Nokia (NOK -0.56%) just debuted its first Android phone, the Nokia X, at the Mobile World Congress in Barcelona this week. Amid all of the excitement that Nokia would break from its tradition of pushing the Windows Phone platform comes the reality that Microsoft (MSFT 1.08%) is closing on its acquisition of Nokia's devices and services division this quarter. In short, the Nokia X will soon become Microsoft's property.
While there are certainly some plausible scenarios why Microsoft would want to keep the Nokia X line, the fact that the company desperately needs to grow the Windows Phone platform overshadows them all.
One Microsoft, plus one
The most obvious problem with selling an Android device through a company owned by Microsoft would be that it goes against everything Redmond is trying to accomplish right now. Former CEO Steve Ballmer launched the One Microsoft campaign just seven months ago, with the intent of creating cohesive devices on integrated mobile and desktop platforms.
Here's what Ballmer had to say back in July:
- "We are rallying behind a single strategy as one company -- not a collection of divisional strategies."
- "We will see our product line holistically, not as a set of islands."
- "One strategy, united together, with great communication, decisiveness and positive energy is the only way to fly." (bold added)
Of course Ballmer's no longer leading the company, but new CEO Satya Nadella continued the One Microsoft theme in his first official letter to Microsoft employees earlier this month: "We have picked a set of high-value activities as part of our One Microsoft strategy. And with every service and device launch going forward we need to bring more innovation to bear around these scenarios."
So if One Microsoft looks like two mobile platforms, how exactly does this scenario shake out for the company?
Come for the Android, stay for the Windows
A recent New York Times article said that Microsoft should keep the Nokia X line around to introduce emerging market consumers to Microsoft and Nokia services. Then, presumably, move them over to Windows Phone once they're hooked. While that idea is theoretically possible, Microsoft would have a hard time pulling it off.
Look no further than the company's current operating systems for its Surface tablet line. Microsoft runs Windows RT, which doesn't support legacy programs, on the Surface 2 and a complete legacy-capable Windows OS for the Surface Pro 2. That small distinction in nearly identical operating systems helped force Microsoft to write down nearly $900 million in unsold Surface RT tablets (the precursor to Surface 2) this past summer. Microsoft later admitted that RT branding confused consumers.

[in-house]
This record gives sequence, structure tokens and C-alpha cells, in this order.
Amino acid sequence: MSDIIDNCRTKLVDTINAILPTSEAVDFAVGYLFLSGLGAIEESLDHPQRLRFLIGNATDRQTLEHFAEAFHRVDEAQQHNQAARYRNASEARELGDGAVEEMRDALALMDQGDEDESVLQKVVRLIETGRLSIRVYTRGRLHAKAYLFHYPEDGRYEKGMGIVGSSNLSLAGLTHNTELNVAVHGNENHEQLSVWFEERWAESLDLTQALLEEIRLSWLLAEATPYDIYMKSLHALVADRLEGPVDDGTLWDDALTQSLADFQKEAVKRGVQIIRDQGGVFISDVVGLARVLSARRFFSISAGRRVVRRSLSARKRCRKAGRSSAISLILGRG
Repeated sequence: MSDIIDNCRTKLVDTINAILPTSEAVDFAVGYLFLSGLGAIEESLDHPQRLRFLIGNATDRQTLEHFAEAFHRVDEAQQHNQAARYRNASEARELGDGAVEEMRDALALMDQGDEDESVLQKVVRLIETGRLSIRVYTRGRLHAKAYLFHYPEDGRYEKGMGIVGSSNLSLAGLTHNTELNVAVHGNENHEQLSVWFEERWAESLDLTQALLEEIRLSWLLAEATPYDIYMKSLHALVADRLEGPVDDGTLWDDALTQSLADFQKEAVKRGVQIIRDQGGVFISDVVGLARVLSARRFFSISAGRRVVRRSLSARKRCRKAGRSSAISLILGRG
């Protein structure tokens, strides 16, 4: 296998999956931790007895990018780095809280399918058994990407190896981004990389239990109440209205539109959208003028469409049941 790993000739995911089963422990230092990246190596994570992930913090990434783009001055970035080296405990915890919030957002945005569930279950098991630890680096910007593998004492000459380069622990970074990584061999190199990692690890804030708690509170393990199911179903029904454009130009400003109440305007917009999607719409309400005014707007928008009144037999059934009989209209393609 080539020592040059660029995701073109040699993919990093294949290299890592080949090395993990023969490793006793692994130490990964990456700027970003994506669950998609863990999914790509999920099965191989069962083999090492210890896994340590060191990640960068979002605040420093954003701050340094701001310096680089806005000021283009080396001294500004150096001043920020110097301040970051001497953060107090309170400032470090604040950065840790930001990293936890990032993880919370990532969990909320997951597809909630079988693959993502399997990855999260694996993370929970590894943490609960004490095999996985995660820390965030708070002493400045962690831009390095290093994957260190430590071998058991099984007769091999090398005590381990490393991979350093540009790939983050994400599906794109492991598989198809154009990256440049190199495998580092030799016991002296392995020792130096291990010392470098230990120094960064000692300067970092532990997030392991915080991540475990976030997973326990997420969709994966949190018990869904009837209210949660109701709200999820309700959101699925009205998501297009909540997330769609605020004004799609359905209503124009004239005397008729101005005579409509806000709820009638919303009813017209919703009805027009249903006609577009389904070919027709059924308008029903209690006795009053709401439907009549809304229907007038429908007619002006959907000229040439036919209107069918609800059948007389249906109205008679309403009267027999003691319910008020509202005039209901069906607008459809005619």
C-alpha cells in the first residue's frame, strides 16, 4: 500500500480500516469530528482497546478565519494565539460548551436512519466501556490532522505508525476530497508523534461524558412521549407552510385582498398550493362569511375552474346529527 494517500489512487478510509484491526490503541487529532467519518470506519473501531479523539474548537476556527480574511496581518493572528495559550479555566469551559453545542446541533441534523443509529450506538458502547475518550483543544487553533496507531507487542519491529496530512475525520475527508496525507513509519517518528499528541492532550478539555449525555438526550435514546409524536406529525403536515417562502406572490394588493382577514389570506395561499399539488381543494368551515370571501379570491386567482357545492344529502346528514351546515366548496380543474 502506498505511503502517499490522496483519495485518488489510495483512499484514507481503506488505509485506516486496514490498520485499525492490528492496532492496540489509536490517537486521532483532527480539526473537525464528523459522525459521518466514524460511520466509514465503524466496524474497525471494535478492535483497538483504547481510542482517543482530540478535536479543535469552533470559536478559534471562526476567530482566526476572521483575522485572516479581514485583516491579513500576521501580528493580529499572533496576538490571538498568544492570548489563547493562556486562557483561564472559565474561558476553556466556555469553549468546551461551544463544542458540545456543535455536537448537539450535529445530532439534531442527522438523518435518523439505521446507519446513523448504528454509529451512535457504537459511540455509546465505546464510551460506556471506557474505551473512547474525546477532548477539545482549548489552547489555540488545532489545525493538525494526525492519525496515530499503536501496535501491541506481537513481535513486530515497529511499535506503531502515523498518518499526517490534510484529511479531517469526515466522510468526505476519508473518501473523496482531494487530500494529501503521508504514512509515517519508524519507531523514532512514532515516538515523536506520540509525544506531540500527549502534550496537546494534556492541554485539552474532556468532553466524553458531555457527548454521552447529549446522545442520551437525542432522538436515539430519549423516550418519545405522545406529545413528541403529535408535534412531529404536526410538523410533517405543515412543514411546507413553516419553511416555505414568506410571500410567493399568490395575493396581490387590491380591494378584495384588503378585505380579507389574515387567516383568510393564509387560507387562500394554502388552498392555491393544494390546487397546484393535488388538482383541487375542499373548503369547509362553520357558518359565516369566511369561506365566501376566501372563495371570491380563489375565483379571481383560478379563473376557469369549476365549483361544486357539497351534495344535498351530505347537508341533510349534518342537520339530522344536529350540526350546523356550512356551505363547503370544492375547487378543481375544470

While the Nokia X is slated for sale in emerging markets, and not in the U.S., it still looks like Microsoft would be taking a two-pronged approach in mobile if it keeps Android after the Nokia acquisition. If it did that, Nokia X users might eventually experience similar confusion that Surface users have.
But let's say they didn't. Let's assume for a moment Microsoft kept the Nokia X lineup running Android and using Android apps, but the look and feel of the OS were similar to Windows Phone. Is that still a win for Microsoft? Not at all. It would simply mean Android is beating Windows Phone so badly that Microsoft is forced to use it and skin it with its own look and feel in order to survive in emerging markets. That's clearly a loss. Any short-term gain in revenue would be offset by a long-term loss in branding, Windows Phone OS market share, and overall Microsoft mobile strategy.
It's still unclear whether Microsoft is considering keeping the Android-based Nokia X lineup around, or if it will scrap it once the acquisition closes. I think a better long-term approach would be to make a Windows Phone platform that can successfully run on more inexpensive smartphones, similar to the pricing of the Nokia X.
Microsoft's mobile OS is continually gaining market share, but it could benefit from a cheaper device created specifically for emerging markets. Tapping Android for this type of low to midrange device would sidetrack the company just as it's gaining some momentum. Then again, maybe Microsoft is satisfied to sell Android devices in emerging markets while it markets Windows Phone in the U.S. If that's the case, then Microsoft investors may want to reconsider the company's long-term One Microsoft ambitions, and realize the company will simply sell devices any way it can.